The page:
Publish Date: October 2019
Author(s): Johanna T. Dwyer, Jaime J. Gahche, Mary Weiler, Mary Beth Arensberg


This article, published in the October 2019 edition of the Journal of Community Health, offers a comprehensive review that focuses on screening community-living older adults for malnutrition and frailty.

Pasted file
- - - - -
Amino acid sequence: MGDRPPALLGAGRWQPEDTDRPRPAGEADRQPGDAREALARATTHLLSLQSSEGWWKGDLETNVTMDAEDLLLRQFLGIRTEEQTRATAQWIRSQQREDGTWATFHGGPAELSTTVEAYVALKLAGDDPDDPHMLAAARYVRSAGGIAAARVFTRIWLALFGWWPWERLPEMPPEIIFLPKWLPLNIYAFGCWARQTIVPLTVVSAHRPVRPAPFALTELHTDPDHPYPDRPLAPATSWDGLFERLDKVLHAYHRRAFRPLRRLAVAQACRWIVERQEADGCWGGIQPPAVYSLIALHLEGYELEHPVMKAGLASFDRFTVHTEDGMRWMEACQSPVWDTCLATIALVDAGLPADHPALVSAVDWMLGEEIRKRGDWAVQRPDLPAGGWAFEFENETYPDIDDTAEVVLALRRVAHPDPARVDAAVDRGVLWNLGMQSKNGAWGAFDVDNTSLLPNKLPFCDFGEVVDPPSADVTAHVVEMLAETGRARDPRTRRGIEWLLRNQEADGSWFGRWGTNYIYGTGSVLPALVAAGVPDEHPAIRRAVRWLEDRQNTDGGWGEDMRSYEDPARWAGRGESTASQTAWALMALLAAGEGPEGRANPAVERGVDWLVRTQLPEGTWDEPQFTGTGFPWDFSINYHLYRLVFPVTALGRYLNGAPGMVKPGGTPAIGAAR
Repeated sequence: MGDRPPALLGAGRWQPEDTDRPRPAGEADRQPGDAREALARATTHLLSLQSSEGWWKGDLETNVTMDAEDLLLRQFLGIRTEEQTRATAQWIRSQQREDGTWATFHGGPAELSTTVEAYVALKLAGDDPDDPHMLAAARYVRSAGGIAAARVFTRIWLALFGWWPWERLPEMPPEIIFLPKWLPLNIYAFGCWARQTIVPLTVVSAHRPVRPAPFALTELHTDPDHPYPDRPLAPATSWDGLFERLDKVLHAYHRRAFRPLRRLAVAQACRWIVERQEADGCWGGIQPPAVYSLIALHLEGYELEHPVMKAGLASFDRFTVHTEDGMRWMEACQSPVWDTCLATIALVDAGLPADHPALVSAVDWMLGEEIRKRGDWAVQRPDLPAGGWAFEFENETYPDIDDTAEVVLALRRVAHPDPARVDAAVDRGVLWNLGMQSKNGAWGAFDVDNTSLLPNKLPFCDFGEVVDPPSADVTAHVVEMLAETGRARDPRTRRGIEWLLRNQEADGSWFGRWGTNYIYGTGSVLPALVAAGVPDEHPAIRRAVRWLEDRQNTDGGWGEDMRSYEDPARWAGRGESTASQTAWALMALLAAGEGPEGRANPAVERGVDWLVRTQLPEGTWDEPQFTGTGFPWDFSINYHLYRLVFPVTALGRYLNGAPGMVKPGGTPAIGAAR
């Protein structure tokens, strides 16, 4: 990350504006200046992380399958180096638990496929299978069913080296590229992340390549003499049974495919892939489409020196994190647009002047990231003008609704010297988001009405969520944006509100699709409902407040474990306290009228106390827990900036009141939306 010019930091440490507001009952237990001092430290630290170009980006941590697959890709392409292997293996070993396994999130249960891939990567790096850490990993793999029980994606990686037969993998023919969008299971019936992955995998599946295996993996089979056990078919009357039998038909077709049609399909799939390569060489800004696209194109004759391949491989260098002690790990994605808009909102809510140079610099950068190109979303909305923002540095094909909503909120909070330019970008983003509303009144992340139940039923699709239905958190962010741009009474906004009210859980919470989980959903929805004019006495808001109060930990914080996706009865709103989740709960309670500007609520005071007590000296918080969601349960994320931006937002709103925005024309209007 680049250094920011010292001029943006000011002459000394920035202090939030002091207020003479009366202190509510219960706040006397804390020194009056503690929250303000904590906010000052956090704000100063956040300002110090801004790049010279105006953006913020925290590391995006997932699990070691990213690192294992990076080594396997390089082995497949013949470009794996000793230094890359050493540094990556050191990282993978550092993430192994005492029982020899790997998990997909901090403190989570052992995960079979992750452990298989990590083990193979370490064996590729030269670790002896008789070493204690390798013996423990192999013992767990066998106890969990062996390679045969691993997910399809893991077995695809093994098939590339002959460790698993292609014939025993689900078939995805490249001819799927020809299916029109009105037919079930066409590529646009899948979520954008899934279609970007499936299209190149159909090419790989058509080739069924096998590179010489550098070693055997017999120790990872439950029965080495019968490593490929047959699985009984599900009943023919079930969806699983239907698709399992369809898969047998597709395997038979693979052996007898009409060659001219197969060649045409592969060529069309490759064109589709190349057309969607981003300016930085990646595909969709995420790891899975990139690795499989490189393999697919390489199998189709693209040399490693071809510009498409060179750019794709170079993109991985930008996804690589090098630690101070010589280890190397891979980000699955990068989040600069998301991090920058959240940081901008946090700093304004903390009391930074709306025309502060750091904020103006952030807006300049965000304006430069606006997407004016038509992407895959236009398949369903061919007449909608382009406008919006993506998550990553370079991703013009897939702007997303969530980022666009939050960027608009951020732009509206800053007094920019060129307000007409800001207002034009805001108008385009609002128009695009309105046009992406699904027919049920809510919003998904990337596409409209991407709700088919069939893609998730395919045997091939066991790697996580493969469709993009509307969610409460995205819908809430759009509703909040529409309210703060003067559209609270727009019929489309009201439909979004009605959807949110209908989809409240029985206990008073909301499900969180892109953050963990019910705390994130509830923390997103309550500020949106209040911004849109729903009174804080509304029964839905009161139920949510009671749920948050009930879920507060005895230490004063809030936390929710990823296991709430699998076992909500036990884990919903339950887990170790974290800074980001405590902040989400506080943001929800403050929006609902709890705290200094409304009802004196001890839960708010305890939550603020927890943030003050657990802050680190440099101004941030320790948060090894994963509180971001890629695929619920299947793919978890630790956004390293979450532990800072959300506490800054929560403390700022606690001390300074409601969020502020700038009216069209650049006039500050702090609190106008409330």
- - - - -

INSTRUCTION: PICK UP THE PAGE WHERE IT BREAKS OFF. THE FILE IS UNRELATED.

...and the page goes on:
Protein-energy malnutrition (PEM)/undernutrition and frailty are prevalent, overlapping conditions impacting on functional and health outcomes of older adults, but are frequently unidentified and untreated in community settings in the United States. Using the World Health Organization criteria for effective screening programs, we reviewed validity, reliability, and feasibility of data-driven screening tools for identifying PEM and frailty risk among community-dwelling older adults. The SCREEN II is recommended for PEM screening and the FRAIL scale is recommended as the most promising frailty screening tool, based on test characteristics, cost, and ease of use, but more research on both tools is needed, particularly on predictive validity of favorable outcomes after nutritional/physical activity interventions. The Malnutrition Screening Tool (MST) has been recommended by one expert group as a screening tool for all adults, regardless of age/care setting. However, it has not been tested in US community settings, likely yields large numbers of false positives (particularly in community settings), and its predictive validity of favorable outcomes after nutritional interventions is unknown. Community subgroups at highest priority for screening are those at increased risk due to prior illness, certain demographics and/or domiciliary characteristics, and those with BMI < 20 kg/m2 or < 22 if > 70 years or recent unintentional weight loss > 10% (who are likely already malnourished). Community-based health professionals can better support healthy aging by increasing their awareness/use of PEM and frailty screening tools, prioritizing high-risk populations for systematic screening, following screening with more definitive diagnoses and appropriate interventions, and re-evaluating and revising screening protocols and measures as more data become available.

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